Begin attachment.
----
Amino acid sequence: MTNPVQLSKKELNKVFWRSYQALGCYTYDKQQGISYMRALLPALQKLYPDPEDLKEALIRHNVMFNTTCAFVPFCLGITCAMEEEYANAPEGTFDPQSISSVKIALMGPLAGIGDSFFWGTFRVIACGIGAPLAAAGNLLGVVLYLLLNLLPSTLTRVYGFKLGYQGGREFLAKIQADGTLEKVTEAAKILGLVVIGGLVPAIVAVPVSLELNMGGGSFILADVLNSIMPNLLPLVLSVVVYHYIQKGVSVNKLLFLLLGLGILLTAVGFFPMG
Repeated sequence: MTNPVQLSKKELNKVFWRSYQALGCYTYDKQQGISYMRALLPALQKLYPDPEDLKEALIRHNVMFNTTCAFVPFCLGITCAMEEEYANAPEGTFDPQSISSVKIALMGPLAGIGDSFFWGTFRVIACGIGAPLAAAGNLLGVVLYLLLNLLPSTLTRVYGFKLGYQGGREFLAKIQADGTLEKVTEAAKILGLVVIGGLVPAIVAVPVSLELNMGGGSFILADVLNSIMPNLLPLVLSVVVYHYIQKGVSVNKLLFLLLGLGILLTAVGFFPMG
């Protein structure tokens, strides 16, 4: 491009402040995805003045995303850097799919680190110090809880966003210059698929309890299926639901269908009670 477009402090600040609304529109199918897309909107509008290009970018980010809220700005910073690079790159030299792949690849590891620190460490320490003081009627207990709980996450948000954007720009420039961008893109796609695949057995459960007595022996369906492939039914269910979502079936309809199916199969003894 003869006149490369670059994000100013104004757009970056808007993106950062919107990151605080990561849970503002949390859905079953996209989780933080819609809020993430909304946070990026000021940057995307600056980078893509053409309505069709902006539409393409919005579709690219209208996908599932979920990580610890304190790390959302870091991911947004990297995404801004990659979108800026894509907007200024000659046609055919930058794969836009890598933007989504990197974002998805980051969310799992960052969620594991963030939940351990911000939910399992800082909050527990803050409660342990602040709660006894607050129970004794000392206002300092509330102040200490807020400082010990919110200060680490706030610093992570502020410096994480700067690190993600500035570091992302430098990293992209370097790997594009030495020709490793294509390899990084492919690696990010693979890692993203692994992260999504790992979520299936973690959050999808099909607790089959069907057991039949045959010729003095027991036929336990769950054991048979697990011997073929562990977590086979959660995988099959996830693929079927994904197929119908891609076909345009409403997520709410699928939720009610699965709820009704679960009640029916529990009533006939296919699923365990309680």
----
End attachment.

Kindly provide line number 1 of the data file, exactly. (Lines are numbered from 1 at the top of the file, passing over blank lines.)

Amino acid sequence: MTNPVQLSKKELNKVFWRSYQALGCYTYDKQQGISYMRALLPALQKLYPDPEDLKEALIRHNVMFNTTCAFVPFCLGITCAMEEEYANAPEGTFDPQSISSVKIALMGPLAGIGDSFFWGTFRVIACGIGAPLAAAGNLLGVVLYLLLNLLPSTLTRVYGFKLGYQGGREFLAKIQADGTLEKVTEAAKILGLVVIGGLVPAIVAVPVSLELNMGGGSFILADVLNSIMPNLLPLVLSVVVYHYIQKGVSVNKLLFLLLGLGILLTAVGFFPMG